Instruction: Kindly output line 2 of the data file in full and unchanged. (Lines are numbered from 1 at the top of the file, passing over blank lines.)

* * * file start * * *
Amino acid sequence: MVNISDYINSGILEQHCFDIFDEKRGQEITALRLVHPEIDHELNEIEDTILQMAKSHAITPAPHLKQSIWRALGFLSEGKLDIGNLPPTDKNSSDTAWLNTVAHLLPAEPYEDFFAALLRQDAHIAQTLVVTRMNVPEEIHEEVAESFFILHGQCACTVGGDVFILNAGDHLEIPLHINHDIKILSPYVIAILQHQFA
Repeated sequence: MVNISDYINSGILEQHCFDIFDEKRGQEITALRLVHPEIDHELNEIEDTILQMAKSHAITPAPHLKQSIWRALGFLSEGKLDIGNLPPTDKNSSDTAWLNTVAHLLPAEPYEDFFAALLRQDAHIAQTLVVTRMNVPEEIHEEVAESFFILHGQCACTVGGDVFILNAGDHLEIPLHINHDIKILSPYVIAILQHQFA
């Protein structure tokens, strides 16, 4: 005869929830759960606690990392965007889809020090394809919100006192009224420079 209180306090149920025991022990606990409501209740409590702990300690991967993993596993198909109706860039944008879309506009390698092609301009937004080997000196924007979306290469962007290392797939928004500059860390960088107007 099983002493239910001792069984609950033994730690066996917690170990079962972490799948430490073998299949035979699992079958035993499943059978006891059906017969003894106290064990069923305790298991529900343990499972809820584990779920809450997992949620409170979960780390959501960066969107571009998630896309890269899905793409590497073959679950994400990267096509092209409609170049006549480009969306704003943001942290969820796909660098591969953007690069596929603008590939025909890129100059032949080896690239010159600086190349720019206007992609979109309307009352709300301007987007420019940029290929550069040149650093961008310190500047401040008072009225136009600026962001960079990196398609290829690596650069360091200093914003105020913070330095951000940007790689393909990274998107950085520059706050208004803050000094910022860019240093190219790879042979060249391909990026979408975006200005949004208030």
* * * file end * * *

Repeated sequence: MVNISDYINSGILEQHCFDIFDEKRGQEITALRLVHPEIDHELNEIEDTILQMAKSHAITPAPHLKQSIWRALGFLSEGKLDIGNLPPTDKNSSDTAWLNTVAHLLPAEPYEDFFAALLRQDAHIAQTLVVTRMNVPEEIHEEVAESFFILHGQCACTVGGDVFILNAGDHLEIPLHINHDIKILSPYVIAILQHQFA